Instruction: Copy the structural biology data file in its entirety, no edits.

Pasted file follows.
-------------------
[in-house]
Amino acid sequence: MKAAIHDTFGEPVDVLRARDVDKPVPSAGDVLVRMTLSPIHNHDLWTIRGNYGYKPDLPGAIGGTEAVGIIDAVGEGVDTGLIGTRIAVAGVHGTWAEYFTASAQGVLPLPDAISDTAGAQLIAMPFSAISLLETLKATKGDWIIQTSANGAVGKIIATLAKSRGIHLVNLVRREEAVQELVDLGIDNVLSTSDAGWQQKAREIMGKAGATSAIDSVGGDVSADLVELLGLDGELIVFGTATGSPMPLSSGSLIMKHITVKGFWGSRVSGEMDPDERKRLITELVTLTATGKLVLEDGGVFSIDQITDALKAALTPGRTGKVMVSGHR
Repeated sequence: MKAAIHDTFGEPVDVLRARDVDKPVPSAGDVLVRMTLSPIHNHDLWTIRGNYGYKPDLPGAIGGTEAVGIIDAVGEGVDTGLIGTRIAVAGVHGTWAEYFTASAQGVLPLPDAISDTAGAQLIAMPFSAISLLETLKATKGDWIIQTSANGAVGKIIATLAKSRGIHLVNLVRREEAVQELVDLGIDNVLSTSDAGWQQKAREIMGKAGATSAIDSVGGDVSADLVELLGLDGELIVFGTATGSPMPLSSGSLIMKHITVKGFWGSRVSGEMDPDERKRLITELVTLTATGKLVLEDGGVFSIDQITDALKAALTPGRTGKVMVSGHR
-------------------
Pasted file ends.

[in-house]
Amino acid sequence: MKAAIHDTFGEPVDVLRARDVDKPVPSAGDVLVRMTLSPIHNHDLWTIRGNYGYKPDLPGAIGGTEAVGIIDAVGEGVDTGLIGTRIAVAGVHGTWAEYFTASAQGVLPLPDAISDTAGAQLIAMPFSAISLLETLKATKGDWIIQTSANGAVGKIIATLAKSRGIHLVNLVRREEAVQELVDLGIDNVLSTSDAGWQQKAREIMGKAGATSAIDSVGGDVSADLVELLGLDGELIVFGTATGSPMPLSSGSLIMKHITVKGFWGSRVSGEMDPDERKRLITELVTLTATGKLVLEDGGVFSIDQITDALKAALTPGRTGKVMVSGHR
Repeated sequence: MKAAIHDTFGEPVDVLRARDVDKPVPSAGDVLVRMTLSPIHNHDLWTIRGNYGYKPDLPGAIGGTEAVGIIDAVGEGVDTGLIGTRIAVAGVHGTWAEYFTASAQGVLPLPDAISDTAGAQLIAMPFSAISLLETLKATKGDWIIQTSANGAVGKIIATLAKSRGIHLVNLVRREEAVQELVDLGIDNVLSTSDAGWQQKAREIMGKAGATSAIDSVGGDVSADLVELLGLDGELIVFGTATGSPMPLSSGSLIMKHITVKGFWGSRVSGEMDPDERKRLITELVTLTATGKLVLEDGGVFSIDQITDALKAALTPGRTGKVMVSGHR